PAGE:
PALO ALTO, Calif. - HP's blade server and PC technology is powering an iris recognition security and visitor management system launched Monday by the Freehold Borough School District in Freehold, N.J.
Designed to improve overall school and student safety while reducing the administrative burden associated with the student sign in/sign out process, the Teacher-Parent Authorization Security System (T-PASS(TM)) uses highly accurate iris recognition technology to establish positive identification of school employees, parents, guardians and visitors.
HP collaborated with Eyemetric Identity Systems, LG Electronics USA and Newton Security, Inc., to deliver the technology to the school district. The system is part of a study funded by a school safety grant valued at more than $369,000 from the National Institute of Justice, a research branch of the U.S. Department of Justice. Participation in the study is voluntary.
"HP is proud to showcase how its innovative, reliable technology can help improve the safety of our nation's schools and our children," said Michael Humke, director of worldwide education, Technology Solutions Group, HP. "If this study is successful, schools around the world can adopt this iris recognition security system to improve school safety while modernizing traditional school administrative processes."
The system's iris recognition technology provides an accurate method for personal identification that, unlike fingerprint identification, is quick and non-invasive. The Freehold deployment uses a special camera to take close-up images of an individual's irises, the colored part of the eyes. The images are converted to a digital template and then stored electronically in a computer database along with contact information, specific access permissions and a photograph of individuals associated with particular students.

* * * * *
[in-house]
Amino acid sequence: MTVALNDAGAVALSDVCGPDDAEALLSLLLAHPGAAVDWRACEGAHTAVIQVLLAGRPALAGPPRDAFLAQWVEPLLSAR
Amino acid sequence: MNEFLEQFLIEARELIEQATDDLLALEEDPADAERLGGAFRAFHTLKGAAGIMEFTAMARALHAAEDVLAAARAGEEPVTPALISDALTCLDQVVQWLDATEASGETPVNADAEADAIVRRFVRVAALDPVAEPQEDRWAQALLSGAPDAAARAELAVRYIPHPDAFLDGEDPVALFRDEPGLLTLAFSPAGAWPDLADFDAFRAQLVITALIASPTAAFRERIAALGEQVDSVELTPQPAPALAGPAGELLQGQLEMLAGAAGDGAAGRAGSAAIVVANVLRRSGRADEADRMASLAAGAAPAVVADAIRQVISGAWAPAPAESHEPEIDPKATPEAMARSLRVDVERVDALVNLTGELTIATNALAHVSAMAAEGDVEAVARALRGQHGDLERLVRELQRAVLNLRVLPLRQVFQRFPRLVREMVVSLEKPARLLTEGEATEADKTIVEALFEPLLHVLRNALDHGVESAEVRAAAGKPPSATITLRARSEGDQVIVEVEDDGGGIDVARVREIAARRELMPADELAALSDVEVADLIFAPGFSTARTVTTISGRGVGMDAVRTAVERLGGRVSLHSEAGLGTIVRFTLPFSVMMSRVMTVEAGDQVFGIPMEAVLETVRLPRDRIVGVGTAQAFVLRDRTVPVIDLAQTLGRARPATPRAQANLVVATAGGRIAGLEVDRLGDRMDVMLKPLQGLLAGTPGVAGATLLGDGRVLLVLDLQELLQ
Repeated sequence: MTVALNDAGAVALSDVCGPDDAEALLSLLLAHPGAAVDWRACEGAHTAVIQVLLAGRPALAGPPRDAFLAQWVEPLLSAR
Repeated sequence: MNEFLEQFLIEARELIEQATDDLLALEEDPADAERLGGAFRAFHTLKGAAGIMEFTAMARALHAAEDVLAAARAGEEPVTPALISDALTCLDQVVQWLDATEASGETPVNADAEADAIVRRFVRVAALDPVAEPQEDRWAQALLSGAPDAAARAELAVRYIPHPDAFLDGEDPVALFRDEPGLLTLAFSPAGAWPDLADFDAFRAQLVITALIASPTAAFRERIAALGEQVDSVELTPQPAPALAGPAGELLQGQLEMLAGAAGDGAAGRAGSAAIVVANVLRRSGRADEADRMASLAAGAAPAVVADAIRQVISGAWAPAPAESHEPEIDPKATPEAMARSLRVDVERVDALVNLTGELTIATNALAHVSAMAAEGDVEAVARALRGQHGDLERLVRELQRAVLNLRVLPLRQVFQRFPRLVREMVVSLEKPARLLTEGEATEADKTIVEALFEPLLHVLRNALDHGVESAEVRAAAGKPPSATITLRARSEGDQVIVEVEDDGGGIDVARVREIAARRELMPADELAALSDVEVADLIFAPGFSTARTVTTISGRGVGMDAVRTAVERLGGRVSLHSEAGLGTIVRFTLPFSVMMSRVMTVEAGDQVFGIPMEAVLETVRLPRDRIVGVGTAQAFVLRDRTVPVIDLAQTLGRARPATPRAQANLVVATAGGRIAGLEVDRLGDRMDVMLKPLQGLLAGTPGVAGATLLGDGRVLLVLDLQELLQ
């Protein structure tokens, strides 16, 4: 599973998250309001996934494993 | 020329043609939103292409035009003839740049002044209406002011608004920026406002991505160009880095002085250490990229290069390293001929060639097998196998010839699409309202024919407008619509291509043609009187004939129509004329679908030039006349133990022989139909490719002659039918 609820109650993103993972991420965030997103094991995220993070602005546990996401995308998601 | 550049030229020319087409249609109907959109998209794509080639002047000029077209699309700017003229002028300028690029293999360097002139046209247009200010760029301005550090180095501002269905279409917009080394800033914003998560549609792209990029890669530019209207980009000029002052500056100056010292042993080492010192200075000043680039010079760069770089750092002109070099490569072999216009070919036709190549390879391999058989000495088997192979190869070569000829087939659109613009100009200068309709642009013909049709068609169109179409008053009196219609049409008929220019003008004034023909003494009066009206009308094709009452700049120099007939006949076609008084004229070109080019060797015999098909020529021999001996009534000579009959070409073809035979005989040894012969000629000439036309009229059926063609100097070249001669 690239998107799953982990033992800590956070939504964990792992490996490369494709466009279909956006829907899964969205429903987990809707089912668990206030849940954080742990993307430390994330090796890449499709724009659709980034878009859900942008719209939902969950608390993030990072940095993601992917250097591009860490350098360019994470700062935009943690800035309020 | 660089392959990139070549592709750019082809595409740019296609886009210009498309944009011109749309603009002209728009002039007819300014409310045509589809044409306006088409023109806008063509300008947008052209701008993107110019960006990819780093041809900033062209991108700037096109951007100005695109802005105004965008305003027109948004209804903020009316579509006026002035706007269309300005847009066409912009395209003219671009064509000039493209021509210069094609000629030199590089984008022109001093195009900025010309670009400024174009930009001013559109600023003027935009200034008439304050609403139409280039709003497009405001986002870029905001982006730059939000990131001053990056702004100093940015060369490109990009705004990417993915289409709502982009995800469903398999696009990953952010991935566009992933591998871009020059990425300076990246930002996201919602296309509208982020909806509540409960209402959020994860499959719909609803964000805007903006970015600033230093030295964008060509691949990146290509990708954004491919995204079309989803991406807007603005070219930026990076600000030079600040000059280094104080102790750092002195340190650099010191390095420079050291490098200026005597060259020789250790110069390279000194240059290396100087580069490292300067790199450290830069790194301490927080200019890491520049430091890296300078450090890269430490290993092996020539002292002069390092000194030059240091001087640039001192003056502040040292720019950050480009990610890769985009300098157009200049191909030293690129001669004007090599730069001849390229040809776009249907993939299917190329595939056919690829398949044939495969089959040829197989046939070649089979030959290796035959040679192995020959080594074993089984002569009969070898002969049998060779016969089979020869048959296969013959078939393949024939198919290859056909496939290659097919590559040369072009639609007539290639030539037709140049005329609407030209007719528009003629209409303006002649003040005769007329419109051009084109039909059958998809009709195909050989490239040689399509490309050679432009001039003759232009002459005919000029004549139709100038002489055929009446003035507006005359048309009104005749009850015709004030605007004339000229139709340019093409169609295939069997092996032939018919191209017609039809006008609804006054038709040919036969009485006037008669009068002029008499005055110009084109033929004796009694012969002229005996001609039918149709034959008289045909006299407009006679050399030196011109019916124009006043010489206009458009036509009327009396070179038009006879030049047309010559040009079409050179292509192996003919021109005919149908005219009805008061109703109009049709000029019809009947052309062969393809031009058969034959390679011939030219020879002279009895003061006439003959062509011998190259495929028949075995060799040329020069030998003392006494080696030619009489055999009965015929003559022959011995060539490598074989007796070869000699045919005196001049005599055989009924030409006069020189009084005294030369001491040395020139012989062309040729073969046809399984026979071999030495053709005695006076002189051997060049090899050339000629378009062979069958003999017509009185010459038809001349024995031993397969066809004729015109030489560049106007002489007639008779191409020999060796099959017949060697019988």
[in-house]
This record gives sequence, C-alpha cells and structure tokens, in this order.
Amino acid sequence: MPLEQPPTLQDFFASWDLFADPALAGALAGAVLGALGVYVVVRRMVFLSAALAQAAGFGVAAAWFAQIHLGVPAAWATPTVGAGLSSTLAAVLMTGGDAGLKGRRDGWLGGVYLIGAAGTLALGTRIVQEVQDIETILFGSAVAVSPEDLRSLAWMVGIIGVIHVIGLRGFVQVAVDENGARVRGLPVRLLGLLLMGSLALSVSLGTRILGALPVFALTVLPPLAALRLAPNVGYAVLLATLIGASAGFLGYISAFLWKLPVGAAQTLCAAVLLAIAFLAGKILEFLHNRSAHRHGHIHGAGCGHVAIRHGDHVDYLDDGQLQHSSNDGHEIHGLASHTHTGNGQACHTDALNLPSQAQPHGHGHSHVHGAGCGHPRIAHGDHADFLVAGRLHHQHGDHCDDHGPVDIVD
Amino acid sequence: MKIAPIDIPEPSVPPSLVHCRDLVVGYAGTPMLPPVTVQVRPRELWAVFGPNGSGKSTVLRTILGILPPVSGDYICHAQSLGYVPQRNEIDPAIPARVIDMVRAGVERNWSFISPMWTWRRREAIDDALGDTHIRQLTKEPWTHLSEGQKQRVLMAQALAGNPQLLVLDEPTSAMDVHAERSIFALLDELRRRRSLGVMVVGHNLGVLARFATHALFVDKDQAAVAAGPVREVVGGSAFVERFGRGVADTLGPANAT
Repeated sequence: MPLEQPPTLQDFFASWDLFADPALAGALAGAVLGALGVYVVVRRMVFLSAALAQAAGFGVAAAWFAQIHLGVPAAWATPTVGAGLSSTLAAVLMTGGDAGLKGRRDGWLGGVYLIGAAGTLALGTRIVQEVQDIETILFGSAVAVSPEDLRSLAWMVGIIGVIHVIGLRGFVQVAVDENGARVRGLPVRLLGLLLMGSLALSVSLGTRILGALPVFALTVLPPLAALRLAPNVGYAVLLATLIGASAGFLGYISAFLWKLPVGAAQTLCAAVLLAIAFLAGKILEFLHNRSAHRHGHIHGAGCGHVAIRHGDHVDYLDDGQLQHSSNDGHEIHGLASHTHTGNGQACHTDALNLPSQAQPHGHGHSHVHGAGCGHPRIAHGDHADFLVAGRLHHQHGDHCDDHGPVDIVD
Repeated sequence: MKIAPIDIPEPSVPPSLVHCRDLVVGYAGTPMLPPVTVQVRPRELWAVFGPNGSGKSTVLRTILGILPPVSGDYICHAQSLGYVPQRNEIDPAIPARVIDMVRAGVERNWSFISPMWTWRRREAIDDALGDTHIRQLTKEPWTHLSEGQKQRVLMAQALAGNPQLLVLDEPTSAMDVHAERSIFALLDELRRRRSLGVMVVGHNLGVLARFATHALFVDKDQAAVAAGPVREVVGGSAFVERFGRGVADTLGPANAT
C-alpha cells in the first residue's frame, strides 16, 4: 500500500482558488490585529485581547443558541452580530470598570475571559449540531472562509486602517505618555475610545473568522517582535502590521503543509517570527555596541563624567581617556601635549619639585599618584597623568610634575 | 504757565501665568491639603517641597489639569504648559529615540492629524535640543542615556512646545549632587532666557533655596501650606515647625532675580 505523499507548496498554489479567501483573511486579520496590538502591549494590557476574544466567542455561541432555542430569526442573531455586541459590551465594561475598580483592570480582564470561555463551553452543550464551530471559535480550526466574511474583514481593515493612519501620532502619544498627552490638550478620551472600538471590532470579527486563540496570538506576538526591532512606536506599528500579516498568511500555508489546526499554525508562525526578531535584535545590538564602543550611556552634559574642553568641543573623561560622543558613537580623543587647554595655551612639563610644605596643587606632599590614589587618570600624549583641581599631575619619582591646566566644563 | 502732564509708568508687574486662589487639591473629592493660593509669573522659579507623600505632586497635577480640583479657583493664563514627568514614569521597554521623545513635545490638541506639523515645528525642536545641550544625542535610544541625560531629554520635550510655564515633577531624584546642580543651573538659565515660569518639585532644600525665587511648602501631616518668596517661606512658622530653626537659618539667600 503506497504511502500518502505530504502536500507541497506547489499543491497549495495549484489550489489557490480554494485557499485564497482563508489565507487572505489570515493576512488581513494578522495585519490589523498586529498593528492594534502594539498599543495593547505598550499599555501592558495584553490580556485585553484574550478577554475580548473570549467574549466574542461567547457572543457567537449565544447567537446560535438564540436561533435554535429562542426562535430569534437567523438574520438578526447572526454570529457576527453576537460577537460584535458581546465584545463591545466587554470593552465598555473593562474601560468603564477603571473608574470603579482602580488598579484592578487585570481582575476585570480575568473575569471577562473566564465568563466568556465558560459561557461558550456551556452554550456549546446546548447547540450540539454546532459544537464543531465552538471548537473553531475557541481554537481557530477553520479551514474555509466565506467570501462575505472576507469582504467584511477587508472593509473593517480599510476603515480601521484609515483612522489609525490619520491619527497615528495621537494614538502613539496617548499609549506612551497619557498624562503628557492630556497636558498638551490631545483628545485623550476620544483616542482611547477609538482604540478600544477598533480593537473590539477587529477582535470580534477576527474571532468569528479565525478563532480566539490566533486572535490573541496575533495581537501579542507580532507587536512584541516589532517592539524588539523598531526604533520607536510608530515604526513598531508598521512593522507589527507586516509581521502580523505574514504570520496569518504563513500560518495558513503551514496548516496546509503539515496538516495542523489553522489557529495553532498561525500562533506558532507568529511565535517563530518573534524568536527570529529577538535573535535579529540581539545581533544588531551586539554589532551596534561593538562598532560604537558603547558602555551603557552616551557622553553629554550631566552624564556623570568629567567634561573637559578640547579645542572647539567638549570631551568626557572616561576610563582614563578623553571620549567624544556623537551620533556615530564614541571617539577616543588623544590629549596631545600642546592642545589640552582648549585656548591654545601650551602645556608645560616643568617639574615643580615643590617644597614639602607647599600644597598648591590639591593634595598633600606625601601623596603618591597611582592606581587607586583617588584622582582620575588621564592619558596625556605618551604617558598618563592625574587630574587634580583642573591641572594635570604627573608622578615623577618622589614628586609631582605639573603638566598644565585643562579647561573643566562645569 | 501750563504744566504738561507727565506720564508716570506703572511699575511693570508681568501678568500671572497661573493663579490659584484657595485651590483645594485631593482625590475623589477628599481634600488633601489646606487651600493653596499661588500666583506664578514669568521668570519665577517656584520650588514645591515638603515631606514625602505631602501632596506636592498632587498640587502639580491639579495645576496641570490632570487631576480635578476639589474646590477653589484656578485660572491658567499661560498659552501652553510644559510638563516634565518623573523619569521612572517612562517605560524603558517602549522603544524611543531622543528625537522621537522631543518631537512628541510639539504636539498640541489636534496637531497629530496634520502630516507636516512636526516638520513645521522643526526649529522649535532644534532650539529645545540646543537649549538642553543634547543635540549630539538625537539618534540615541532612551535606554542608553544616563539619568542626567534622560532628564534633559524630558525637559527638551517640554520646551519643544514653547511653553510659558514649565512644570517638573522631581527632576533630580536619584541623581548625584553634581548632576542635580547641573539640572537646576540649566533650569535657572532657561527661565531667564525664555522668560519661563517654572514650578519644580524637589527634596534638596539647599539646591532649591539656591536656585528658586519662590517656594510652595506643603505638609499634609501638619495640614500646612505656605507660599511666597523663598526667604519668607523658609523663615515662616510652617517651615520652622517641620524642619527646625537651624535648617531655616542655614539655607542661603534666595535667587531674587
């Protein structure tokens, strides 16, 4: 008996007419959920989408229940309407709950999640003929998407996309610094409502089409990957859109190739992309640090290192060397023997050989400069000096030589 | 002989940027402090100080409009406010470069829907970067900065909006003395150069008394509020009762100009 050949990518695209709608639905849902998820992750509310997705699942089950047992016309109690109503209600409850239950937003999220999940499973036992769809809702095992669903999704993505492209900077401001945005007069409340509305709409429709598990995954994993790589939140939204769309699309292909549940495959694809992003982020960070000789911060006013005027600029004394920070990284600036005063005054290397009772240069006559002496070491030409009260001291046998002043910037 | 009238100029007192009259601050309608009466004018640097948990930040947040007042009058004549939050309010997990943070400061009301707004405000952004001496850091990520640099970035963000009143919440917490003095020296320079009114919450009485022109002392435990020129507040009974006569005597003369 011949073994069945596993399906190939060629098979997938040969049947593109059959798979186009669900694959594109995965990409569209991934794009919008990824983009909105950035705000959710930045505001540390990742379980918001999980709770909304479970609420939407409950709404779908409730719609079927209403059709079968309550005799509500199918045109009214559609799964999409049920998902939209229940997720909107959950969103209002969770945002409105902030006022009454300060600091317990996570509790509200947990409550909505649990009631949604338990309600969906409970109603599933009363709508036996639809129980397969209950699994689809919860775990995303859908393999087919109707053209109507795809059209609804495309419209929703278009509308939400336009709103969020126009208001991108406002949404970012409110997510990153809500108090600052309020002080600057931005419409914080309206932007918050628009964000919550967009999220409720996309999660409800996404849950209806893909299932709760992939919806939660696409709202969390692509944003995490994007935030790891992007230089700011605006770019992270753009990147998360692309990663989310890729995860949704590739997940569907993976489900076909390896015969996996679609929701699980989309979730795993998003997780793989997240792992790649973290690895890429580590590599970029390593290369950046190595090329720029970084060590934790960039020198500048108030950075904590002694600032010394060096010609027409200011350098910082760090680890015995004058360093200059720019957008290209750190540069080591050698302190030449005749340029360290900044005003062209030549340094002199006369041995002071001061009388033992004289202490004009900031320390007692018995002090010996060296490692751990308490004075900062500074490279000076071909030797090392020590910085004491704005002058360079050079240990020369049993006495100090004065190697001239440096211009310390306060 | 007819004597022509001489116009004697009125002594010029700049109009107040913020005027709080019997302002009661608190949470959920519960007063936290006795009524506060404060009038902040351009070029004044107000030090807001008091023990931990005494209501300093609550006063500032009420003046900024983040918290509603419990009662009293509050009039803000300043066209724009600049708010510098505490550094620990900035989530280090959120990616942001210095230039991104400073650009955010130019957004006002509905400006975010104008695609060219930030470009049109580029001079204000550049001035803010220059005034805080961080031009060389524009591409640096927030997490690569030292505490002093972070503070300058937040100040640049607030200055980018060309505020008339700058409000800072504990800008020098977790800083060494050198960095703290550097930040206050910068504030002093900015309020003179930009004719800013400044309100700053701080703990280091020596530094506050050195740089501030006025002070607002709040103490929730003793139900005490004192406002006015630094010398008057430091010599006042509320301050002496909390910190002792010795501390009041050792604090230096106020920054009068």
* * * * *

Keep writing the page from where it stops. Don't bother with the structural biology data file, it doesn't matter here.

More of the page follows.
If the iris images in the database match those offered by an individual seeking entry into the school, the school door automatically unlocks. Typically, access is granted or denied in less than two seconds.
"By participating in this study and deploying iris recognition technology, Freehold Borough School District is at the forefront of school security," said Phil Meara, superintendent, Freehold Borough School District. "The school district realizes enhanced security and greater efficiencies by applying technology to transform main office tasks like student sign in/sign out and visitor management."
The nation's first school district study of iris recognition technology occurred at Plumsted Township School District in New Egypt, N.J., in 2003. Freehold Borough School District is benefiting from enhancements and improved functionality as a result of lessons learned at Plumsted, including:
-- A visitor management application that produces visitor badges containing photos of the visitor and the child or school employee whom the visitor is signing in or out of school or visiting;
-- A tailgating detection system that monitors the frequency of when an individual holds the school door open for another individual;
-- A time-saving application that scans driver's license information and retrieves information for records, eliminating the need to type such information into the database.